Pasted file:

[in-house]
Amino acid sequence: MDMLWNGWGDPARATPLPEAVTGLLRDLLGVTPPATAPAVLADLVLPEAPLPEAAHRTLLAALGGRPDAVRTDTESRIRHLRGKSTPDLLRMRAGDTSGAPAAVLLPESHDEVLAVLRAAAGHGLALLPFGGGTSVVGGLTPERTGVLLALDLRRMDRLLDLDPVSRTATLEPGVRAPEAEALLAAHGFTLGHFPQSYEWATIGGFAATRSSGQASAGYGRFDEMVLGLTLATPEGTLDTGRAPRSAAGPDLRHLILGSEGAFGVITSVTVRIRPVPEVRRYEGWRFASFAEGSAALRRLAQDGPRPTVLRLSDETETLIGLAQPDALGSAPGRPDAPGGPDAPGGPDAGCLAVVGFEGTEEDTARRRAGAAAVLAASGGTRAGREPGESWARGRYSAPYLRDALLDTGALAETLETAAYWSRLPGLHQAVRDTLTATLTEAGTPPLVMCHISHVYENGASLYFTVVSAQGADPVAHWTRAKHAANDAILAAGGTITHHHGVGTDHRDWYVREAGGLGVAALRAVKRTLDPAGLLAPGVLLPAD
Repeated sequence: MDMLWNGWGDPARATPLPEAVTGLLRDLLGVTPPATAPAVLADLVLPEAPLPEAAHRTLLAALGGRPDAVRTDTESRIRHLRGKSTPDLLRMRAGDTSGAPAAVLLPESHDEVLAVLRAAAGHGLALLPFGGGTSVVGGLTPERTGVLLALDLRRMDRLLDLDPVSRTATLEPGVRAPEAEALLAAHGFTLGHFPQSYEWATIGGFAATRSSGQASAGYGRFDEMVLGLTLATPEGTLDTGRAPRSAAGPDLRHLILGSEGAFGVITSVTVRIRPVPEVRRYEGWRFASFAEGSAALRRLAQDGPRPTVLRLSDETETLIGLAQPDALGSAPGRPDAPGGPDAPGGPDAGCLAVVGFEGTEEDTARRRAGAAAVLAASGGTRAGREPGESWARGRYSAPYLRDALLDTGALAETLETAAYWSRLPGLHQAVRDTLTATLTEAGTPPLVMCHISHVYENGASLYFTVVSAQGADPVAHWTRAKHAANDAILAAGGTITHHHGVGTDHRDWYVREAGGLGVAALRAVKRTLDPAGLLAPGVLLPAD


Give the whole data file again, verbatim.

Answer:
[in-house]
Amino acid sequence: MDMLWNGWGDPARATPLPEAVTGLLRDLLGVTPPATAPAVLADLVLPEAPLPEAAHRTLLAALGGRPDAVRTDTESRIRHLRGKSTPDLLRMRAGDTSGAPAAVLLPESHDEVLAVLRAAAGHGLALLPFGGGTSVVGGLTPERTGVLLALDLRRMDRLLDLDPVSRTATLEPGVRAPEAEALLAAHGFTLGHFPQSYEWATIGGFAATRSSGQASAGYGRFDEMVLGLTLATPEGTLDTGRAPRSAAGPDLRHLILGSEGAFGVITSVTVRIRPVPEVRRYEGWRFASFAEGSAALRRLAQDGPRPTVLRLSDETETLIGLAQPDALGSAPGRPDAPGGPDAPGGPDAGCLAVVGFEGTEEDTARRRAGAAAVLAASGGTRAGREPGESWARGRYSAPYLRDALLDTGALAETLETAAYWSRLPGLHQAVRDTLTATLTEAGTPPLVMCHISHVYENGASLYFTVVSAQGADPVAHWTRAKHAANDAILAAGGTITHHHGVGTDHRDWYVREAGGLGVAALRAVKRTLDPAGLLAPGVLLPAD
Repeated sequence: MDMLWNGWGDPARATPLPEAVTGLLRDLLGVTPPATAPAVLADLVLPEAPLPEAAHRTLLAALGGRPDAVRTDTESRIRHLRGKSTPDLLRMRAGDTSGAPAAVLLPESHDEVLAVLRAAAGHGLALLPFGGGTSVVGGLTPERTGVLLALDLRRMDRLLDLDPVSRTATLEPGVRAPEAEALLAAHGFTLGHFPQSYEWATIGGFAATRSSGQASAGYGRFDEMVLGLTLATPEGTLDTGRAPRSAAGPDLRHLILGSEGAFGVITSVTVRIRPVPEVRRYEGWRFASFAEGSAALRRLAQDGPRPTVLRLSDETETLIGLAQPDALGSAPGRPDAPGGPDAPGGPDAGCLAVVGFEGTEEDTARRRAGAAAVLAASGGTRAGREPGESWARGRYSAPYLRDALLDTGALAETLETAAYWSRLPGLHQAVRDTLTATLTEAGTPPLVMCHISHVYENGASLYFTVVSAQGADPVAHWTRAKHAANDAILAAGGTITHHHGVGTDHRDWYVREAGGLGVAALRAVKRTLDPAGLLAPGVLLPAD